Brine stated that this dominion of sin

…is not a propensity to some particular evil, but an inclination to deviate from the rule of our duty taken in its full compass. Yet, as the mind is incapable of exerting itself in all manner of ways and about all sorts of objects at once and in one instant, it is sometimes acting in one manner and sometimes in another as it is variously affected by the different objects about which it is conversant; but all its actions are evil. And those who study their hearts most will best understand the surprising variety of ways wherein evil concupiscence acts its part in the soul. In the several stages of human life this sway of sin discovers itself. In childhood, by folly proper to that age. In youth it exerts itself in various ways: by a low ambition, pride, and a strange fondness for sinful pleasures. In the state of manhood, by a pursuit of the transitory things of this world, and this is often under specious pretences of more extensive usefulness: but, in fact, men are acted upon by a spirit of covetousness. In an advanced age, by impatience....

The dominion of sin is made to appear more plainly and openly in some than in others, by their following a course of gross and corrupt evil, though it is just as real and great in those whose wickedness is more confined to the mind and heart. Scripture speaks not only of the "filthiness of the flesh," but also of "the spirit" (II Cor. 7:1), that is, vile imaginations, envy, hatred of others, inward rebellion, and ragings against God when His will crosses ours. The sovereign God permits and controls the direction and form this dominion takes in each one. Today the power and reign of sin are more manifest in the world than they have ever been. Not because human nature has undergone any deterioration, for that is impossible—it has been rotten to the core since the time of Cain and Abel. No, rather because God is increasingly removing His restraining hand, thereby allowing the horrid corruption of men’s hearts to become more visible and obvious. There are indeed degrees of wickedness, but not in the root from which it proceeds. Every man’s nature is equally depraved, and everyone in an unregenerate state is wholly dominated by sin.

So mighty is the power of sin that it has made all the sons of men its slaves. Few indeed realize that they are held fast by the cords of their sin (Prov. 5:22), and still fewer realize where its strength lies. Carnality, stemming from sin, is a powerful thing in itself, for it has a will of its own (John 1:13), a mind of its own (Rom. 8:6-7), passions (Rom. 1:24; 7:5). First Corinthians 15:56 informs us, "The sting of death is sin; and the strength of sin is the law." The first part of that statement is obvious, but the second calls for some explanation. Sin is manifestly what puts venom into the dart of death and gives it its power to hurt and kill. Sin brought death into the world; had there been no sin, there would have been no death. It is sin, unpardoned sin, which makes death so dreadful, for not only does it put a final end to all its pleasures, but it conducts its subjects to certain judgment. But wherein is the law of God "the strength of sin"? The law is "holy, and just, and good" (Rom. 7:12); how then can it be the strength of that which is corrupt, evil and abominable?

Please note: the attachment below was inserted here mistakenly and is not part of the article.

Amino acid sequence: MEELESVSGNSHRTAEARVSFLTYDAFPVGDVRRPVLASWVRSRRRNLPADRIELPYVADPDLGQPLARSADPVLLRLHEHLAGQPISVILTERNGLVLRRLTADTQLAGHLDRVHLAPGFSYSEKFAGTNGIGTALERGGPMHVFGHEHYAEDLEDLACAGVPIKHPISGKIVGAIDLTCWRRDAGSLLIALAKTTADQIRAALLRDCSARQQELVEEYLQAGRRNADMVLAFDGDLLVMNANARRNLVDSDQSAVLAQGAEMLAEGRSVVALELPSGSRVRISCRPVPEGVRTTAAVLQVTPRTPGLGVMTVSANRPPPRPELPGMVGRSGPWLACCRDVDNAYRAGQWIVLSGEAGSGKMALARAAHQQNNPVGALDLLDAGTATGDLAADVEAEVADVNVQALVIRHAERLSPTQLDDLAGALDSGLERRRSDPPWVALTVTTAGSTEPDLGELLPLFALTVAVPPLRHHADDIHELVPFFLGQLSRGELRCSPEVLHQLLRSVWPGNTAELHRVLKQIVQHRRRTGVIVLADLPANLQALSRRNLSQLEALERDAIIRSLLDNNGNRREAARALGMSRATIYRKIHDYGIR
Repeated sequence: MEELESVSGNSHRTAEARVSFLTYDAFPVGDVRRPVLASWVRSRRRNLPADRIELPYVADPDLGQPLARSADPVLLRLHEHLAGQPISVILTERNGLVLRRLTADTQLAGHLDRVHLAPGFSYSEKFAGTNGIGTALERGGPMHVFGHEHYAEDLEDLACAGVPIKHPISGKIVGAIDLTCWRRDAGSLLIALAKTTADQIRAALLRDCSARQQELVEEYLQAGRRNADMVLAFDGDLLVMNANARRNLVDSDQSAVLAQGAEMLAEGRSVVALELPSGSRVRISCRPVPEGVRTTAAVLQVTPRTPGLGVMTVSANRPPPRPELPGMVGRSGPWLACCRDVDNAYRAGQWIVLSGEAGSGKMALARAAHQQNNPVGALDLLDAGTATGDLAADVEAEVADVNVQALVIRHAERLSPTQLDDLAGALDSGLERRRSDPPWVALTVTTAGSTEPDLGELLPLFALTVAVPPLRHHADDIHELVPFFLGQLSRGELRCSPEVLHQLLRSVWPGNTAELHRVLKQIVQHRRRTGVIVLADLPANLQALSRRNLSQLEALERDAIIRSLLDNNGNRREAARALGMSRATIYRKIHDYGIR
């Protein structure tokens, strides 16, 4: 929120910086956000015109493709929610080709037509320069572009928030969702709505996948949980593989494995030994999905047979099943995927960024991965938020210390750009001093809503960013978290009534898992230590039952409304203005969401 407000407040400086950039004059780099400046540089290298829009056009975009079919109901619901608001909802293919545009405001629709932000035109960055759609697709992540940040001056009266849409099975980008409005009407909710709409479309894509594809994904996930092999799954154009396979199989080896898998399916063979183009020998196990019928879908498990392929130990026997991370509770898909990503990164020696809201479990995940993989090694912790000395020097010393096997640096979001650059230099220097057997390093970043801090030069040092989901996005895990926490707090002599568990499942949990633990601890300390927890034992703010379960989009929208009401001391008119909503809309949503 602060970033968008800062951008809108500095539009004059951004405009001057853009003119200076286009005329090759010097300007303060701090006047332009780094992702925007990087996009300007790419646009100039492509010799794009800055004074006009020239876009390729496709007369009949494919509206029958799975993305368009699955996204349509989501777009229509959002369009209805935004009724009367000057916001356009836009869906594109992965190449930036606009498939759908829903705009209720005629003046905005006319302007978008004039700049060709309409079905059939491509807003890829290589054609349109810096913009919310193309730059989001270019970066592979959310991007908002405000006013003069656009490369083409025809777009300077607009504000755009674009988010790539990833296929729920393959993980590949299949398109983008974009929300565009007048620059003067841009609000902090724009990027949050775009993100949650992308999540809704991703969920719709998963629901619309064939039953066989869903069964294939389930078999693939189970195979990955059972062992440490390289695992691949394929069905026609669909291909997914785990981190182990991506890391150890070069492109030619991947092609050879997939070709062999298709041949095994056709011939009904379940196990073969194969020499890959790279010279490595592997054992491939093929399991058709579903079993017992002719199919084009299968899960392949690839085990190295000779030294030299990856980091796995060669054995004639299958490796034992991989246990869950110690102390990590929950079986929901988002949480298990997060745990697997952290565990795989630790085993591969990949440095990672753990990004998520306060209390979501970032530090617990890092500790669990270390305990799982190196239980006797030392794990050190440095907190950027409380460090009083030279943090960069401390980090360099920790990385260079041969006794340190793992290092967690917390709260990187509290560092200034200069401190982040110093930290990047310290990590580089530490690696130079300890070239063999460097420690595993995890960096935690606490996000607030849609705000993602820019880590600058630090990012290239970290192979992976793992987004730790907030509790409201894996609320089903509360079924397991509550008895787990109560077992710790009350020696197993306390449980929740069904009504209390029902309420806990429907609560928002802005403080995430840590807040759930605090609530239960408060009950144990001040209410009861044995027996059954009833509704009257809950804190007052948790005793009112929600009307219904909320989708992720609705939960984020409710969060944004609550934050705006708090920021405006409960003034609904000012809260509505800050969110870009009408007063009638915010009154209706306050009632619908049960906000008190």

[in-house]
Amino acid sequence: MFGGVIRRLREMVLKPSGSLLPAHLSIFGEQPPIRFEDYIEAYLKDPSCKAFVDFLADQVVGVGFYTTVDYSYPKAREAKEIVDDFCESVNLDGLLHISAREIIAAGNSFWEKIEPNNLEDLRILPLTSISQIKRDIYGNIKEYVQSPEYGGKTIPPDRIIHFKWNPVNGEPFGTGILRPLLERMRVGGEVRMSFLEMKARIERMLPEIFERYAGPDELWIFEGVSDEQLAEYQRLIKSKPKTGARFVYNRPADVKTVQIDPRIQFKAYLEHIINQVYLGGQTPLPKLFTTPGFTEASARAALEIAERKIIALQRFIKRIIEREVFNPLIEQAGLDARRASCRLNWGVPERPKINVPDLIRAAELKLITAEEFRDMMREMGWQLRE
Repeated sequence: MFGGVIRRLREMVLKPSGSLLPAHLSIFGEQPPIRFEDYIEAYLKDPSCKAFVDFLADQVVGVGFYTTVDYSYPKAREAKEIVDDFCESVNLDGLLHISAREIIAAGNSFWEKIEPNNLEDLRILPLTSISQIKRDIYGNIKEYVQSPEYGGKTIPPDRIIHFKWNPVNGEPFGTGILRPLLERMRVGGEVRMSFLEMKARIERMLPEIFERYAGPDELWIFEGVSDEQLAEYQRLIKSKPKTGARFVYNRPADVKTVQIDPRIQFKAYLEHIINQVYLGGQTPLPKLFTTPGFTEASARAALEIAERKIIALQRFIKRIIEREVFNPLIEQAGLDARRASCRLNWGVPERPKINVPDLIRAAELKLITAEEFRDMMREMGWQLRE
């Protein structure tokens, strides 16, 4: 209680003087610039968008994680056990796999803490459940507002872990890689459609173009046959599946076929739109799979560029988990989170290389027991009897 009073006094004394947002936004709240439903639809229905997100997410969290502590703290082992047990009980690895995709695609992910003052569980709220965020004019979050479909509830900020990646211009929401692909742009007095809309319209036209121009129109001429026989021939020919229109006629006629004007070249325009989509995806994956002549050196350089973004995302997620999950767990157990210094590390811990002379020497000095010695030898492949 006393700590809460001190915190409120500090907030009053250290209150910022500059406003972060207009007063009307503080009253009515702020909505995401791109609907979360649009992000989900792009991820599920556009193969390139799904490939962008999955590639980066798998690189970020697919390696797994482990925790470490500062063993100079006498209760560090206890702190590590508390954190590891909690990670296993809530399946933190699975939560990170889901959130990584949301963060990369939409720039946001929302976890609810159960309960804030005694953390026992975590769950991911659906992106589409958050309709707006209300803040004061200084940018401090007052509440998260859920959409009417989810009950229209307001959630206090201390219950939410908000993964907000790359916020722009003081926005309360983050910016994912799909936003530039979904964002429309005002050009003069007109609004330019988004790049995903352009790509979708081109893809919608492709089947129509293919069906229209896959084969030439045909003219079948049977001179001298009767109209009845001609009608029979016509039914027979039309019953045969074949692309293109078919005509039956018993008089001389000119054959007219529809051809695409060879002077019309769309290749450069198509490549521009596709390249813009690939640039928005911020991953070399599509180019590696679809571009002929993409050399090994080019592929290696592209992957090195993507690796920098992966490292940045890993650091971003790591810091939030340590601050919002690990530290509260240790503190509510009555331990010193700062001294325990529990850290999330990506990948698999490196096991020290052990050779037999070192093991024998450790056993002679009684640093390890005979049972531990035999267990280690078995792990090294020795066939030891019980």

Most assuredly the law does not give the slightest encouragement to sin; rather it sternly forbids it. The law is not the essential but the accidental strength of sin, because of sin’s inherent depravity, as the pure rays of the sun result in the horrid steam and noxious stench rising from decaying flesh. As the presence of an enemy calls into exercise the malice which lies dormant in the heart, so the holy requirements of the law presenting themselves before man’s corrupt heart stir it to active opposition. Thus the exceeding sinfulness of sin is all the more demonstrated, for its potency to evil is drawn forth by any restraint being laid upon it. Though fire and water are opposite elements, that fact is not so evident while there is distance between them; but let them meet together, and there will be great spluttering and striving between them. If the heart of man were pure, the law would be acceptable; but since it is depraved, there is fierce resentment against the spiritual precepts of the law.

As the law makes no provision for pardon, the natural effect of guilt is to widen the breach between the sinner and God. Aware (as in some measure the most degraded are) of divine displeasure, the sinner is prone to withdraw farther and farther from the divine presence. Every augmentation of guilt is an augmentation of estrangement. The more the sinner sins, the wider becomes the gulf between himself and God. This gives strength to sin. It provokes the malignity of the heart against the law, against all holy order, against the Judge. It incites the spirit of rebellion to unwonted fierceness, and makes the sinner desperate in his sin. It causes its subjects to become increasingly reckless and, as they realize the brevity of life, to plunge more eagerly into profligacy. As frosty weather causes a fire to burn more fiercely, so the law increases man’s enmity against God. Saul of Tarsus found it so in his experience. The divine prohibition "Thou shalt not covet" was applied in power to his heart, and he tells us, "Sin, taking occasion by the commandment, wrought in me all manner of concupiscence" (Rom. 7:7-8).